Sunday 18 February 2018

UFC Fight Night 80 - Actions will always trump ambitions

Paige VanZant
Paige VanZant
Fergus Ryan

Fergus Ryan

Last night at UFC Fight Night 80 the headliner between Rose Namajunas and Paige VanZant took place as a prelude for a bumper weekend of MMA. Fighter Tim Means described it best by saying the event was ‘the fuse to the dynamite’.

Actions will always trump ambitions

When you consider the effort the fighters put in both in preparing and fighting in the Octagon it’s unfair to criticise someone for a loss. You can question their tactics, examine their preparation to see if they were genuinely ready and assess their performance to see if they gave it their all. But you should never be critical just because they lost.

It would be easy to throw Paige VanZant under the bus for her very lob-sided loss to Rose Namajunas last night, but it wouldn’t be fair. Especially when you consider how much promotion she has received from the UFC and Reebok without doing enough to earn it.

Namajunas is a genuine title contender to Poland’s Joanna Jedrzejczyk strawweight title. From the first exchanges VanZant looked like she was way out of her depth and the remaining 23 minutes proved she was.

The soft spoken, easy going ‘Thug’ Rose had an answer for everything Paige tried offensively. By the end of the first round Paige was bruised, cut and out of ideas.

Out thought and out fought

’12 Gauge’ Paige’s normal MO is pressure striking and takedowns from the clinch. Once on the mat she is normally the stronger lady and can hold down and beat up opponents. It’s not much to look at but it has served her well in her three previous UFC wins.

From the early exchanges Namajunas showed she was faster, more accurate and hit harder than VanZant; so the pressure striking went out the window. VanZant spent most of the fight circling outside Namajunas trying to stay out of range.

When the clinch was initiated, usually by Rose, VanZant was too willing to slap on a sloppy headlock and turn her back in the hope she could muscle and bully Rose to the floor. Namajunas simply stepped around to land her own takedown and secure a dominant position of mount or back mount once on the floor. Eight times Rose capitalised on Paige’s inexperience to take her down. Paige only tried for two takedowns and came up short on both. With her striking shut down early, Paige’s clinch takedowns were equally futile.

By the third round the commentary team were running out of superlatives for Namajunas and celebrating the fact that there was ‘no quit’ in VanZant. The crowd, as if they felt bad about the one sided beating, began to cheer VanZant as she worked her way out of submission attempts.

VanZant’s corner were out of ideas too. They were reduced to reminding Paige that ‘you win fights by being aggressive’ and ‘go after her’. Not very technical advice and not much benefit to a fighter who is only guilty of being out of her depth.

‘Every Rose has a thorn’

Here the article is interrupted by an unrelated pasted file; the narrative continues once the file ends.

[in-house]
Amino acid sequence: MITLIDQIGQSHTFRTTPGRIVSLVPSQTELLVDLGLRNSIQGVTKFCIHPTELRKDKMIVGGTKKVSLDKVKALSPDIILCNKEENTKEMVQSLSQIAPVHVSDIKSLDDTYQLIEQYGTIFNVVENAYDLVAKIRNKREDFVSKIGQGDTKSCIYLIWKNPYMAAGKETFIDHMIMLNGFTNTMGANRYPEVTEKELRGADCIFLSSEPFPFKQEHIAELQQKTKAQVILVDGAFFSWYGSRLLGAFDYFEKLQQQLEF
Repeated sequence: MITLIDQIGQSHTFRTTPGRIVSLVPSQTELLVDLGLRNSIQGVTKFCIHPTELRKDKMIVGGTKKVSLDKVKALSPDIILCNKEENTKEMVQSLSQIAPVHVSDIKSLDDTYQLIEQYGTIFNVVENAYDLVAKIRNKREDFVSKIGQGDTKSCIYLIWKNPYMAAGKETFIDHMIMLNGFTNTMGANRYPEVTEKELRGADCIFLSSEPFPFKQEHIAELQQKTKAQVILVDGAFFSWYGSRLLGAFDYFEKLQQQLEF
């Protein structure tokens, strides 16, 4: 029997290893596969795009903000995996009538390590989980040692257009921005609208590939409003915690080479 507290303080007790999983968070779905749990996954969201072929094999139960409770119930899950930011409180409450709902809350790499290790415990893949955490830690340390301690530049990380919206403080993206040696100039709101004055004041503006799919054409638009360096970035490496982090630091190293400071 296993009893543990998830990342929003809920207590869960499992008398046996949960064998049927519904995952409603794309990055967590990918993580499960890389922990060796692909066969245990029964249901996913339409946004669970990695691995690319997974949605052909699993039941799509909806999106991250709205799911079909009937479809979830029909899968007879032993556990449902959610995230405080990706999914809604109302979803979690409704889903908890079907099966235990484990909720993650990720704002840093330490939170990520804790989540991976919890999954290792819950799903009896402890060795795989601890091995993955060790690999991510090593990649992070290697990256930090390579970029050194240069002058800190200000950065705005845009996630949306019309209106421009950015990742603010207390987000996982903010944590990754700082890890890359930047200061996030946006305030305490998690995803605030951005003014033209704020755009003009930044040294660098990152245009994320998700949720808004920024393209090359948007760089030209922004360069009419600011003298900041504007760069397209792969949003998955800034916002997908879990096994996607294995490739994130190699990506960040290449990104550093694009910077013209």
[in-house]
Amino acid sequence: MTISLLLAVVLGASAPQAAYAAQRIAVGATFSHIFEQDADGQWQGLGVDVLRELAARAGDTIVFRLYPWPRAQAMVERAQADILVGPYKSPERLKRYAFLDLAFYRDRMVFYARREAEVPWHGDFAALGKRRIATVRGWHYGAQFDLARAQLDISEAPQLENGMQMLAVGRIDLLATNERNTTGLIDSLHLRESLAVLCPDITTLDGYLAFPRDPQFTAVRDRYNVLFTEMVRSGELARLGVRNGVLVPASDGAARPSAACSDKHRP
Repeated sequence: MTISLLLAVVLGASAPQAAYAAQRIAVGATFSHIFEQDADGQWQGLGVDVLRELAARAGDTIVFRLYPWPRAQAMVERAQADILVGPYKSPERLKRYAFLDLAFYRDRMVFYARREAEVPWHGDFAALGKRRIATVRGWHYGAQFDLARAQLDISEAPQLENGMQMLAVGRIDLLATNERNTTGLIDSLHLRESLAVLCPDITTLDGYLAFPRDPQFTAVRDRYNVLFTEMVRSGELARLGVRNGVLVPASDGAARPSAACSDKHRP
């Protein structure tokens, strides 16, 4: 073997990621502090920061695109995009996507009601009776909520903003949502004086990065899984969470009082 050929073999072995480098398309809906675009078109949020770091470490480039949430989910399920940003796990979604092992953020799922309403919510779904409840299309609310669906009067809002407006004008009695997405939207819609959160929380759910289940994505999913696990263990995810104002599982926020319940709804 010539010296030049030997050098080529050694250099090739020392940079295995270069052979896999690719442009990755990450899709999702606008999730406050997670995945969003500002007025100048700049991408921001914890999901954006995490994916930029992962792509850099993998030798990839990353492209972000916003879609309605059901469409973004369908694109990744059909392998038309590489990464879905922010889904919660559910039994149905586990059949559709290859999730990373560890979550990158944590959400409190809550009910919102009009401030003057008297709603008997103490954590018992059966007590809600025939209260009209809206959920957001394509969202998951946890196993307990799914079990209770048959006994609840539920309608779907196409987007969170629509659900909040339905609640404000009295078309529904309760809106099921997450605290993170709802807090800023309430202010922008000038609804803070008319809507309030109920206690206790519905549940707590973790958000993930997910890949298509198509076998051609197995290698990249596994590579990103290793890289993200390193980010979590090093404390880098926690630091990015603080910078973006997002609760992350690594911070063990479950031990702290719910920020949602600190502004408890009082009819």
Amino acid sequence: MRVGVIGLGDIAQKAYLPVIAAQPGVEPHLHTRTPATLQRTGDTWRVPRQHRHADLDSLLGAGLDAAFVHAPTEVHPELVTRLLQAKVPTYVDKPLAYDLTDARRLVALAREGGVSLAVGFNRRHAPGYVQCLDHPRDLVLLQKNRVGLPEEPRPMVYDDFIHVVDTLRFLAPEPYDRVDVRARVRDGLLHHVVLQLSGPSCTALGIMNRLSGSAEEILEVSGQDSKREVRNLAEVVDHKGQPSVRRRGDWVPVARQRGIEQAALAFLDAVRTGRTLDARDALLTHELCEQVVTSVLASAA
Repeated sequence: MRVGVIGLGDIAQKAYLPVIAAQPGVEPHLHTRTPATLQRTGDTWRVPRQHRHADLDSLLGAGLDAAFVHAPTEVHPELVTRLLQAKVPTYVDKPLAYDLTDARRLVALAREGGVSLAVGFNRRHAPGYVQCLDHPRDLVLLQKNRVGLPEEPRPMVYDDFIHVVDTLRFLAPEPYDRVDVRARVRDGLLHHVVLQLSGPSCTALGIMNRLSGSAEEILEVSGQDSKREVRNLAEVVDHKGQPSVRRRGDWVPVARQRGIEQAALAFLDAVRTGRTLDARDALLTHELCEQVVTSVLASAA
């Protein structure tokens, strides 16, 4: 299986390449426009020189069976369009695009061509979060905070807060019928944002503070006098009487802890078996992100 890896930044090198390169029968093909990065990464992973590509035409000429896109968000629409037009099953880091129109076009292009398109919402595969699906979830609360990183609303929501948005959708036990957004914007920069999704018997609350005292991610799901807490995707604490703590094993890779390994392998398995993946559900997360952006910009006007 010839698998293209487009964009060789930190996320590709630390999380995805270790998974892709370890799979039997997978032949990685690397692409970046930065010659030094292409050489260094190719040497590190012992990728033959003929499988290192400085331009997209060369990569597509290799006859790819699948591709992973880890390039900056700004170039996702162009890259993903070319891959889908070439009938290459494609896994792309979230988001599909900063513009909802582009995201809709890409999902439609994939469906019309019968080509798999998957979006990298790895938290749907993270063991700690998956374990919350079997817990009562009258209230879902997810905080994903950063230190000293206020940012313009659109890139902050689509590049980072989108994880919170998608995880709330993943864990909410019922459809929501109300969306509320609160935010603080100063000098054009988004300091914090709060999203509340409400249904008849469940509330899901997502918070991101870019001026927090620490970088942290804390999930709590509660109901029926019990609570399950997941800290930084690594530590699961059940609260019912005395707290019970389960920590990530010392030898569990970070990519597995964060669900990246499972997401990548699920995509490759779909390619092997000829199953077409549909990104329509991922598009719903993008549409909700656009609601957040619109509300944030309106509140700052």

The longer it went the more likely a decision seemed to be. There really is no quit in VanZant but Namajunas showed how well rounded her skills are and how calm and calculating she is by biding her time and getting the stoppage in the fifth.

Having previously failed with a rear naked choke ‘Thug’ Rose adjusted her grip the second time and coaxed a tap out of Paige midway through the final round.

The fact that Namajunas didn’t panic when VanZant was able to work out of a number of submission attempts or didn’t become frustrated at endless amount of punishment she dished out without relieving VanZant of her senses speaks volumes in favour of Rose.

Rather, by making some technical adjustments on her previous work in the fight to get a finish highlighted what a smart fighter she is. With two wins now since she lost her title bid, its safe to say ‘Thug Rose’ is close to a title shot again.

What’s the rush?

VanZant has a lot to learn but at only 21 she has the time to do it. Its great to see the UFC get behind its fighter but promotional value does not equal fighting ability. She should never have been on the main card let alone in a main event.

Neither, for that matter, should Sage Northcutt.

Northcutt beat Cody Pfister in the second fight on the main card and certainly looks like he has the tools to be a threat in the lightweight division. But does all the hype around him warrant his second fight in the Octagon to be on the main card? Not really when you consider who he has been fighting.

With the height of respect to Pfister his two previous fights had been way, way down on the undercard and you would not have picked him as a main card fighter. Unless he’s been brought in to make a promotional asset look good, which was the case.

VanZant and Northcutt don’t pick where they fight on the UFC cards so this is not levelled at them. But why did the UFC opt to have a genuine prospect like Aljamain Sterling buried in the middle of the under card? Most would have expected the always exciting Tim Means versus the always tough Jon Howard to grace the main card. There were better fighting options but the UFC instead backed their promotional stories.

A visibly upset VanZant summed it up perfectly in the post-fight press conference 'I got outclassed in every way… I’m new and I’ve a lot to learn… athletically I wasn’t prepared for that fight’.

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